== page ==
I’ve just spent the last half an hour reading this thread on the Idealog website: http://www.idealog.co.nz/blog/2013/01/calling-next-jan-cameron. Forget Shortland Street – this thread has all the drama, witty one-liners (“I would’ve been better off sheltering underneath a cocktail umbrella”) and scathing attacks you could ask for! Not only was it an entertaining read, it also brilliantly illustrates three prime business lessons:
1. You’re a fool if you don’t listen to your customers. The customer is always right, the customer deserves respect,the customer should never be talked down to or talked to like an idiot. In this thread, numerous contributors outlined their experience with faulty goods – boots failing, tents breaking, packs wearing out and so on – but what was it that really riled them up? The way they were treated when they tried to return these faulty goods. If the shop assistants had been kinder, more open to listening, less defensive and patronising and, overall, wait for it, helpful, perhaps there wouldn’t have been so much disappointment seeping through the thread. It’s hard to stay angry at a friend or family member who has let you down but who then sincerely apologises for their actions and takes full responsibility – same goes for business. Customers will generally forgive you for the inconvenience of a faulty product if you respond well. If the faulty good is your fault (or even if it’s not, really), take it on the chin: apologise and then go about making it right. In a nutshell, treat all customers like they’re your mother (if you like your mother, that is). Be nice, be helpful , take responsibility and go the extra mile.
2. Be prepared to stand by your choice in product quality. I’ll do a specific blog on this in the next few weeks, but to put it simply, you need to be able to stand by the level of quality you choose for your brand. At the end of the day, the quality you choose will basically define your company and your brand. Make sure you’re happy with what it says about you, and who your resulting customers will be.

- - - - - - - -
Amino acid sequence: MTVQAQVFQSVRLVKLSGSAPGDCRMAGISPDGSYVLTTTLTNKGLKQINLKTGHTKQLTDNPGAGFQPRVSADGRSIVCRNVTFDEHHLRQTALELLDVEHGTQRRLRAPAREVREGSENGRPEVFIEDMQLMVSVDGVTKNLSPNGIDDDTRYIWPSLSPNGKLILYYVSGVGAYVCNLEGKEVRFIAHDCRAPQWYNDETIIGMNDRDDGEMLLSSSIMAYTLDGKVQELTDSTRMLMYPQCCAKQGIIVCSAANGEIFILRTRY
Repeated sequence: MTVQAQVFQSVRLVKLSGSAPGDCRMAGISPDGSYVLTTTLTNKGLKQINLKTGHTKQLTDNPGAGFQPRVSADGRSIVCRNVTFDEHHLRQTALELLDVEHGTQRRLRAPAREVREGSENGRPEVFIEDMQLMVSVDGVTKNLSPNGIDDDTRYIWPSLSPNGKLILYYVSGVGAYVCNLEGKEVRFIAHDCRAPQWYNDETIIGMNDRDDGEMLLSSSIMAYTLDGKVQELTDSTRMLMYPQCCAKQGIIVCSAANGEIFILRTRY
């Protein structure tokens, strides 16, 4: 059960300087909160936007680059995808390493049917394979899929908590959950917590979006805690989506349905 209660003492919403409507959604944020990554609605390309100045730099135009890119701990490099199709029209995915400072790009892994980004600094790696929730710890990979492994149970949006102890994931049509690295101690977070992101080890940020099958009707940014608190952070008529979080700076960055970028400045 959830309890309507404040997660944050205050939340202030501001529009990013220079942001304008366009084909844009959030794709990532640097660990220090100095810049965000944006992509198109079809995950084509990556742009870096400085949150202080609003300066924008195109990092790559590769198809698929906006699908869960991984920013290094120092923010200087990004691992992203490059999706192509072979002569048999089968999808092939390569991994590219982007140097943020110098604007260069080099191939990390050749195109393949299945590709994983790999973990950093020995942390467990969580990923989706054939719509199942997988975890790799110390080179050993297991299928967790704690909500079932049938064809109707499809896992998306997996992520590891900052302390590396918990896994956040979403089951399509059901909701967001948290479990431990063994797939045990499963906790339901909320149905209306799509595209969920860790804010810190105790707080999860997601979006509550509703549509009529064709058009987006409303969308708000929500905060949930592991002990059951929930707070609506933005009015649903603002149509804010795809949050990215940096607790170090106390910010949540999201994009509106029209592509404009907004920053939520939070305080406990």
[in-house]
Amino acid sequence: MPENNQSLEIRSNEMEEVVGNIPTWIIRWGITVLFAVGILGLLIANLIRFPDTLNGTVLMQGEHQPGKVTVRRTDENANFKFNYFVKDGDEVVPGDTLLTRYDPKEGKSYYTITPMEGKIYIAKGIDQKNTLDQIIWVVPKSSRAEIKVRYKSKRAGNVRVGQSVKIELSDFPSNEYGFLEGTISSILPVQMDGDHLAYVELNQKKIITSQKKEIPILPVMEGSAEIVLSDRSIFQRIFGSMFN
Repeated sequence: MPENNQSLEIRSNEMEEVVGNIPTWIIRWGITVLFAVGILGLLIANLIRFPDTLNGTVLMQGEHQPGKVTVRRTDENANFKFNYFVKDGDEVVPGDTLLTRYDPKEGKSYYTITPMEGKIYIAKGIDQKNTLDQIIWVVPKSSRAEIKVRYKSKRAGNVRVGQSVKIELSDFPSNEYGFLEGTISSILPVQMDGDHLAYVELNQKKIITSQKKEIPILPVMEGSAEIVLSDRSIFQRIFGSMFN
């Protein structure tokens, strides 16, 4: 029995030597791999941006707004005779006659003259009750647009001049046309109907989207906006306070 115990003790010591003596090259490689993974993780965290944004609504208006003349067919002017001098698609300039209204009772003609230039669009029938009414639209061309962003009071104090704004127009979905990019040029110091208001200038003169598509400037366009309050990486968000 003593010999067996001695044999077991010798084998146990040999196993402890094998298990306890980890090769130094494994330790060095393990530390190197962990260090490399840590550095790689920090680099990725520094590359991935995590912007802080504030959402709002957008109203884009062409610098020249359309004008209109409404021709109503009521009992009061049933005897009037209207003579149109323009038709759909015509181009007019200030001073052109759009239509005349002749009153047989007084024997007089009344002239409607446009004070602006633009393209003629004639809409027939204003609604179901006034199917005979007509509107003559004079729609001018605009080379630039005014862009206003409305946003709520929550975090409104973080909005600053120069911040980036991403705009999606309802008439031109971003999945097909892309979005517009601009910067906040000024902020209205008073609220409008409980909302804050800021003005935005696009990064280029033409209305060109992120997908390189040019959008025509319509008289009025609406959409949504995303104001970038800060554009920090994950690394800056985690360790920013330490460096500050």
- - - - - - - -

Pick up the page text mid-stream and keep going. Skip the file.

3. Social media is loud (and I’m lumping forums into this category too). In the past, disgruntled people may have moaned about bad service to thirteen people in their network – now, the world is their audience. One contributor to the thread summed it up perfectly when he wrote, “This whole thread has been a textbook example of how things can go tragically (?) wrong for company reputation as word-of-mouth has shifted almost entirely online. No more chats in huts or on tracks, I assume most of us are sitting at PC/Laptop/Tablets or smartphones having this conversation. If you’re like me, you’ve shared it hither and yon too.”
And to the embattled retailer who this post was about, give me a call – I can help you sort out your customer service and get your brand on top again! email@example.com for Auckland-based business coaching, planning and advice!